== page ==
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Field Report from Mexico by Dr Lincoln Brower

March 25, 2009

I just got back from Mexico and I was able to get to four colonies. I wanted to check up on them to see how they are doing and also to take some close-up photographs of the beautiful arrangements of the monarch clustering on tree trunks. We just finished up a (scientific) paper which has shown that the tree trunk is like a hot water bottle. During the night the tree trunk is warmer than the outside temperature and during the day its cooler. So the monarchs that are sitting on tree trunk get two advantages. 1) If it really drops below freezing at night then they're going to be warmed a little bit, 1-2 degrees and 2) during day they're going to be 1-2 degrees cooler which means they're not going to be burning up their fats as fast.

This led me to think about what the old forest was like. We went up into one of the areas on the beautiful south side of Cerro Pelon which has had colonies on it ever since Professor Urquhart discovered the butterflies in 1975.

There weren't any big trees there now but there were these enormous stumps. They were 3,4,5 feet in diameter. They probably were cut 40 or 50 years ago. It's just mind-boggling to think of what that forest must have been like originally, before anybody got in there and cut it.

With what we call our "hot water bottle effect" (with tree trunks being warmer because they have a larger volume), I started thinking about if we went back to the forests the way they were 100 years ago. When the trees were really big, how much surface area does a large tree trunk have compared to a small one? They were at least 3 feet in diameter 100 years ago. Now they're somewhere between maybe 8 inches and 1.5 feet (and there are a few 2 foot diameter trees). But if you calculate the difference in area of a large versus a small diameter tree the area is enormously greater. So monarchs would have had the advantage of this 'hot water bottle effect' to a much great degree. Here is another very, very strong argument for conserving an old growth forest and promoting the return of these old big trees.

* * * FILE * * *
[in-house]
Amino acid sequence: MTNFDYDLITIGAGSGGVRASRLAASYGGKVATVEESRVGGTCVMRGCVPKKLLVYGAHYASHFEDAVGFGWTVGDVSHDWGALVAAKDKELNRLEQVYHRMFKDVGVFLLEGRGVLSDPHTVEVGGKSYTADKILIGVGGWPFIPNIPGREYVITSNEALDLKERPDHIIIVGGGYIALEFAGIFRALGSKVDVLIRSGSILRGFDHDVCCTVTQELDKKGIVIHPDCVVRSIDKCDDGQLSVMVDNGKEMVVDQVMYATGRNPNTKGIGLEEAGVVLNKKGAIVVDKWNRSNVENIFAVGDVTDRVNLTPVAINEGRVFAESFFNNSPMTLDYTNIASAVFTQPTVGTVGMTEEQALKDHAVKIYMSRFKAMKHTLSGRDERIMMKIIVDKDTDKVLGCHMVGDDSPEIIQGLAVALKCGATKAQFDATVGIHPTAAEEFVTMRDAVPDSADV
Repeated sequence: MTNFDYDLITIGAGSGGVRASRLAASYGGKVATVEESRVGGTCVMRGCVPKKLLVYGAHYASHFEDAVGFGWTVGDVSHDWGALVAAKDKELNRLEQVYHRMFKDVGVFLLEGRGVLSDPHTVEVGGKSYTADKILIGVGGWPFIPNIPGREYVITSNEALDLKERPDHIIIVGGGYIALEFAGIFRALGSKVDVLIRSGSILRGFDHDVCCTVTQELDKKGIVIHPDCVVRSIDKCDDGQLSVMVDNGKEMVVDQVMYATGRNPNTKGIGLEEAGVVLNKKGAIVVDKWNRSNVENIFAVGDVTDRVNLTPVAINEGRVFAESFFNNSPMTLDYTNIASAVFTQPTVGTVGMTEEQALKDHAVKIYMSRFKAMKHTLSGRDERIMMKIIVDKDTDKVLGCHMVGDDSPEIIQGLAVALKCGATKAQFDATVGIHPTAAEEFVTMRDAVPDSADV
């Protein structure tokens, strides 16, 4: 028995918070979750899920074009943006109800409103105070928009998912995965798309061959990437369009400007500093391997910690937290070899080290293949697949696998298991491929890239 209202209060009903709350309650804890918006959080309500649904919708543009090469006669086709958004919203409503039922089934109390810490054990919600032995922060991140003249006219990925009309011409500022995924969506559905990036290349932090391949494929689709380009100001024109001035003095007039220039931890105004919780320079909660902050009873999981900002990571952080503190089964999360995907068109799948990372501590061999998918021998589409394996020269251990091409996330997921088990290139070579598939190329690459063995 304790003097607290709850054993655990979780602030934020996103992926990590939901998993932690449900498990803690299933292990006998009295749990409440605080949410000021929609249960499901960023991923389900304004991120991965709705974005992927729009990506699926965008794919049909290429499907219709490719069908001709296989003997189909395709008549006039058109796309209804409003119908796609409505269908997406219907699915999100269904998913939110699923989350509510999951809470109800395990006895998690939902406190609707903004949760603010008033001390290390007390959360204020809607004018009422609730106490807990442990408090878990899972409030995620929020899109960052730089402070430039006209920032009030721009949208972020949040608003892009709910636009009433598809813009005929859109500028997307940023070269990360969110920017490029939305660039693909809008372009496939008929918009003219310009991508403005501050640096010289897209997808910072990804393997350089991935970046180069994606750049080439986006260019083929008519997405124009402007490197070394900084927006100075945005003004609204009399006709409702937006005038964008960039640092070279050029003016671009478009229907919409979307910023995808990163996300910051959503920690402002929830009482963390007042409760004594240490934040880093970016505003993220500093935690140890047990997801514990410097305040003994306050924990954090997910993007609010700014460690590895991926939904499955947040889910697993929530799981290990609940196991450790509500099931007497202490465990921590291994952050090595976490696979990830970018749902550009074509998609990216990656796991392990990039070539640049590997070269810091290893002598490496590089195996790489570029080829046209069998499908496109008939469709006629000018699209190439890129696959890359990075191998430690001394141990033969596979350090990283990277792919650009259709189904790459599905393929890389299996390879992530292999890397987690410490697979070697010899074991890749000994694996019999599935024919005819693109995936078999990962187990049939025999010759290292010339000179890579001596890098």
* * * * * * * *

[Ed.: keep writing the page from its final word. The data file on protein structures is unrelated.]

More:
But anyway, we went to an area on Pelon which had a colony last year. It's in a marshy spot on the south side of Pelon. This really fascinated me because if you walk up to Pelon there's this huge open field called a llanos (which means big open area). It's more than 15 acres in extent and, when butterflies are in their colony on west side of this big flat llanos, they'll fly by the millions eastwards. I always wondered where they were going. It's like a blizzard of butterflies flying across that llanos, and I think they were going to this wet area in order to drink water.

[Chuckles as he begins...] We had this Ford Explorer that's pretty old. It was supposed to be 4-wheel-drive but the 4-wheel-drive wasn't functioning very well. But I drove 5 of us up on this road which got increasingly rutted to the point where there were 3-4 foot-deep ruts. We were actually able to make it to the top which really surprised me without getting hopelessly stuck in the ruts. But anyway, it was very exciting to see the place where monarchs have overwintered in the past—where they were last year—and where there probably is a critical place for them to get water as the dry season advances from January through March.

One of my objectives on this trip was to see what the status of the forest is on the ground because we've been doing all this aerial reconnaissance. Chivati-Huacal was one of the major colony areas before 1986 when they cut it down. There's one little area of forest left on the southwest side and monarchs have been hanging on in that area. It was really interesting because we found the original guide that had gone up there with Calvert, Pedro Silvea, a nice old guy. He took us up and we found the colony and also walked through all this devastated forest.


Lincoln Brower, Sweet Briar College

Five people fit inside the remnant trunk of this giant-sized tree. The monarch's forest had huge trees many years ago and they offered the butterflies more protection. (More...)

Lincoln Brower, Sweet Briar College

Monarch butterflies clustering on the boughs and the trunks of Oyamel fir trees. (More...)

More pictures of trunk clusters from Dr. Brower's collection.

Lincoln Brower, Sweet Briar College

Lincoln Brower, Sweet Briar College

Lincoln Brower, Sweet Briar College